Tell About the South: Erich Nunn on Popular Music & Gentrification
May 7 @ 12:30 pm - 1:30 pm
“Popular Music, Gentrification, and the Future of Atlanta’s Cabbagetown”
Atlanta’s Cabbagetown neighborhood grew up around the Fulton Bag and Cotton Mill, which opened in 1881 and operated for nearly a century. It was home to Fiddlin’ John Carson, whose 1923 recording of “The Little Old Log Cabin in the Lane” helped inaugurate “hillbilly music” as a commercial genre. After the mill closed and the neighborhood underwent a dramatic decline in the 1980s and 90s, its cheap rents and plentiful drugs helped it become an indie rock haven. Now Cabbagetown is experiencing rapid and unprecedented gentrification. Using “Don’t Get Captured,” a 2016 track by hip-hop duo Run the Jewels as a point of entry, this talk will explore the legacy and future of music in Cabbagetown.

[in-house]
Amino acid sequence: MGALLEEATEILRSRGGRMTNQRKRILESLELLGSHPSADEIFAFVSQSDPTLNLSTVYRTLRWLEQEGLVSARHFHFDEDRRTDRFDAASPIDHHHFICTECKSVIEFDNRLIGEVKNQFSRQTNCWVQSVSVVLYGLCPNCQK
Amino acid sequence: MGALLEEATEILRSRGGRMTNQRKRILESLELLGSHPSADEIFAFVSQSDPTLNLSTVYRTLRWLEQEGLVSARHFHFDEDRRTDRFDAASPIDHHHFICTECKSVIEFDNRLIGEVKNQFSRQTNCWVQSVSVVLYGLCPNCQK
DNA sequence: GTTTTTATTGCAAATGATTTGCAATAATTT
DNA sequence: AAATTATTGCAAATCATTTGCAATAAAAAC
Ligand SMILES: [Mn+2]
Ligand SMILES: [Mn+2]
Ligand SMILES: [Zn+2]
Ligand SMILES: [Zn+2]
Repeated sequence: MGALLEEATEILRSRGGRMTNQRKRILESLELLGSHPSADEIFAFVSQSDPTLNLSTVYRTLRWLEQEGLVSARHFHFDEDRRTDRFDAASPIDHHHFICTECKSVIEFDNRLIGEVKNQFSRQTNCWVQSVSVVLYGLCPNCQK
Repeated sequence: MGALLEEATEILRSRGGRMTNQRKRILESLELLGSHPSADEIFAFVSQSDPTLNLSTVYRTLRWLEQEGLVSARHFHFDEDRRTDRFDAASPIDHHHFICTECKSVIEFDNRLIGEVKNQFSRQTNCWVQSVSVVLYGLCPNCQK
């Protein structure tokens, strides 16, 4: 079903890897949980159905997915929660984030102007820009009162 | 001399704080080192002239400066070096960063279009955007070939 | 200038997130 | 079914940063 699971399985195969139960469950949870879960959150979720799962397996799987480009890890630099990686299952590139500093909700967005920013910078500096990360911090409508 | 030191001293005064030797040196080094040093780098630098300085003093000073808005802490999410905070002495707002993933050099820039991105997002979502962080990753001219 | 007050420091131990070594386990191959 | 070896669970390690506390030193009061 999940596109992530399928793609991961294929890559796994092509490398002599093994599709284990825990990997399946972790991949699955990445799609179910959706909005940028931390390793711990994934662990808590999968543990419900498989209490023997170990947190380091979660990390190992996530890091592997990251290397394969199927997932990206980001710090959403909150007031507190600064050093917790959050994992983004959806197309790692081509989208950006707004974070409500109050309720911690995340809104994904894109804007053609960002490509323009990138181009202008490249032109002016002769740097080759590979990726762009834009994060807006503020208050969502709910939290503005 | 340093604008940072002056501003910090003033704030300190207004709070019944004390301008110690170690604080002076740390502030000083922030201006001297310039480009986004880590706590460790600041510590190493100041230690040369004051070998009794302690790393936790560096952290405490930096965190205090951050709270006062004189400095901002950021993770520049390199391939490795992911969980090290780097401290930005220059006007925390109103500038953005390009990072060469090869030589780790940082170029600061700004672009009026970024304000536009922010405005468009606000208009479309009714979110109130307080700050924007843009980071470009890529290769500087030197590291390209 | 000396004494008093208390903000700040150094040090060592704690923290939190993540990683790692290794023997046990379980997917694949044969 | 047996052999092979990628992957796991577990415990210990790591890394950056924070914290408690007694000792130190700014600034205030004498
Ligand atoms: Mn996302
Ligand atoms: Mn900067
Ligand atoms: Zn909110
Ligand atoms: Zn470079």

Erich Nunn is an associate professor of English at Auburn University. He teaches American Studies, with an emphasis on the literature and culture of the U.S. South. He is the author of Sounding the Color Line: Music and Race in the Southern Imagination (University of Georgia Press, 2015), as well as articles on Willie Nelson and Jimmie Rodgers. He is currently working on a book about popular music and the politics of interracial friendship.